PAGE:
Saturday, April 05, 2008

Growing a Garden: Idaho’s Sawtooth Botanical Garden




To conceive and create a botanical garden is a daunting endeavor for anyone, anywhere, but in Idaho?


The Sawtooth Botanical Garden started as a community garden. In 1995 a small, yet determined, local group of gardeners and environmentalists acquired a former horse pasture – with the help of the Global Environmental Project Institute. The idea was to demonstrate sustainable gardening practices and allow community members to rent plots and grow vegetables and flowers.

As membership grew, so did the vision. By 2000, the Community Garden was renamed the Sawtooth Botanical Garden, with a vision to celebrate the unique beauty and diverse plant life of the region and to educate and inspire people to appreciate and live in balance with the natural world.
The Garden of Infinite Compassion

In the Northeast corner is the Garden of Infinite Compassion, a high altitude alpine rock garden designed for meditation by renowned landscape designer Martin Mosko. At its center is a beautifully carved Tibetan Prayer Wheel, installed in conjunction with a visit by the Dalai Lama in September, 2005 and blessed by His Holiness.

The 400 lb. copper Prayer Wheel, created by Buddhist monks in Dharamasala, is filled with over one million written mantras. As the Prayer Wheel spins, blessings and hopes for peace and compassion are sent worldwide. A journey through this garden begins with a path to the serenity pond, where benches offer a place to relax and enjoy the Healing Crystal. Placed throughout the garden, giant boulders keep watch over reflecting ponds and a quiet, meandering stream.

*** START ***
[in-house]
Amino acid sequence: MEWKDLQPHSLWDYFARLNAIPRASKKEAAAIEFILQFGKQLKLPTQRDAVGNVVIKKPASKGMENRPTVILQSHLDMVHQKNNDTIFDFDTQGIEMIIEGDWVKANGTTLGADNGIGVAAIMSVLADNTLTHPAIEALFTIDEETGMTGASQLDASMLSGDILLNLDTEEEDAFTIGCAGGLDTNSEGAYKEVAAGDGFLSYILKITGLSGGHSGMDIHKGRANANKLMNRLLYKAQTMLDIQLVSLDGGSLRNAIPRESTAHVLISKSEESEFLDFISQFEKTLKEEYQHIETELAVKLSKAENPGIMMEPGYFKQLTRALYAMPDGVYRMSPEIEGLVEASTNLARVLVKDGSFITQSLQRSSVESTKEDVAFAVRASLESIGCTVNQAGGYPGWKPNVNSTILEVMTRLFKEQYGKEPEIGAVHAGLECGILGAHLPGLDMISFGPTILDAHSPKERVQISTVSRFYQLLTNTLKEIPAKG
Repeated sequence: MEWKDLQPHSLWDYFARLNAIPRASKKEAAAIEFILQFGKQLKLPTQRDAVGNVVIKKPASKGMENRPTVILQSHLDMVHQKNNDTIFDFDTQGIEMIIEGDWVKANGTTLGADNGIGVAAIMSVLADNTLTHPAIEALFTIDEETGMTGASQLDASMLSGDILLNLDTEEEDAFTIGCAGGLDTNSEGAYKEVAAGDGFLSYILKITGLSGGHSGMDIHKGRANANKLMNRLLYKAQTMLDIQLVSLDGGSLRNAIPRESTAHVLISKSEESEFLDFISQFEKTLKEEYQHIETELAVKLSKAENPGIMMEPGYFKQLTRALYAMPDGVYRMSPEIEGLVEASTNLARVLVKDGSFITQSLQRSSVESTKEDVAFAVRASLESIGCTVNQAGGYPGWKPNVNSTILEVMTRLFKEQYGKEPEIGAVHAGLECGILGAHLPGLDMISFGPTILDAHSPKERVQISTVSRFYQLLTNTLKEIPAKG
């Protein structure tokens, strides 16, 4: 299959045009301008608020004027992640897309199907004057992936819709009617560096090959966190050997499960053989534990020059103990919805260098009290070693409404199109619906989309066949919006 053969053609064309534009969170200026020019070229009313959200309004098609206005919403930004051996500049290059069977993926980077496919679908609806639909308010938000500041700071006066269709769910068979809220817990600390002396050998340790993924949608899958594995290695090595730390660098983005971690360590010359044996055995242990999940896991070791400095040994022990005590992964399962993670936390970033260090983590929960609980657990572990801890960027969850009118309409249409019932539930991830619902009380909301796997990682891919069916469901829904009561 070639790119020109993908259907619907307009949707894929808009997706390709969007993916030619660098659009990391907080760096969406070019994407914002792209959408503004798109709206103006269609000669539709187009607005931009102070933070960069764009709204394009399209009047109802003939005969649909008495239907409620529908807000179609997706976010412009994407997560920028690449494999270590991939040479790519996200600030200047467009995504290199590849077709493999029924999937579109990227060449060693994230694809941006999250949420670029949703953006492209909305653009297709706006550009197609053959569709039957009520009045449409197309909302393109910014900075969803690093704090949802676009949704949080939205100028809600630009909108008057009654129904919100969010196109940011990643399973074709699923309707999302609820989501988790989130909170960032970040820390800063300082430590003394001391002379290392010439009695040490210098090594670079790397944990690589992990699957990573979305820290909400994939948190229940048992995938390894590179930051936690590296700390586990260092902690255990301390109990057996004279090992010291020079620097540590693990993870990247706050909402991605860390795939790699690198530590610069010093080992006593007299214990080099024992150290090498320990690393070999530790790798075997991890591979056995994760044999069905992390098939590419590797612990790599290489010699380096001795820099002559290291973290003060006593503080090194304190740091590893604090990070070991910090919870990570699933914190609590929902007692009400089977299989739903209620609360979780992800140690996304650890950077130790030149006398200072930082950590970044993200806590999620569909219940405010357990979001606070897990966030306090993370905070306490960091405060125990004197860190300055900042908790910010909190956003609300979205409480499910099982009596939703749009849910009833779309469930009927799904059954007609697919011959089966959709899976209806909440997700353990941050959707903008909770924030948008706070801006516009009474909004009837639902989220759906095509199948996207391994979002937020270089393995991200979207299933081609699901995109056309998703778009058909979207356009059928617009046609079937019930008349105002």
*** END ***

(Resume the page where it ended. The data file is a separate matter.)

Riparian
Willow, Aspen and Cottonwood trees, along with other native riparian plants, line the banks of the spring-fed creek that runs through the garden. This creek is known as a Comstock Ditch which never freezes and flows year-round. It is a wetland wildlife habitat for birds, native trout, beaver, moose and insect life.

Home Demonstration Xeriscape Garden
Funded by a grant from the Stanley Smith Horticultural Trust, these beds showcase a wide variety of colorful drought-tolerant plants and demonstrate low water usage with a drip irrigation system.

Herbaceous Perennial Display Garden
A project donated and installed by The Dig It Garden Club, this formally arranged garden displays perennials blooming spring to fall in the Wood River Valley’s high altitude climate.
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1 comment:

reduce water usage said...

Sounds brilliant!
The pictures are beautiful!

Cheers,
Lanette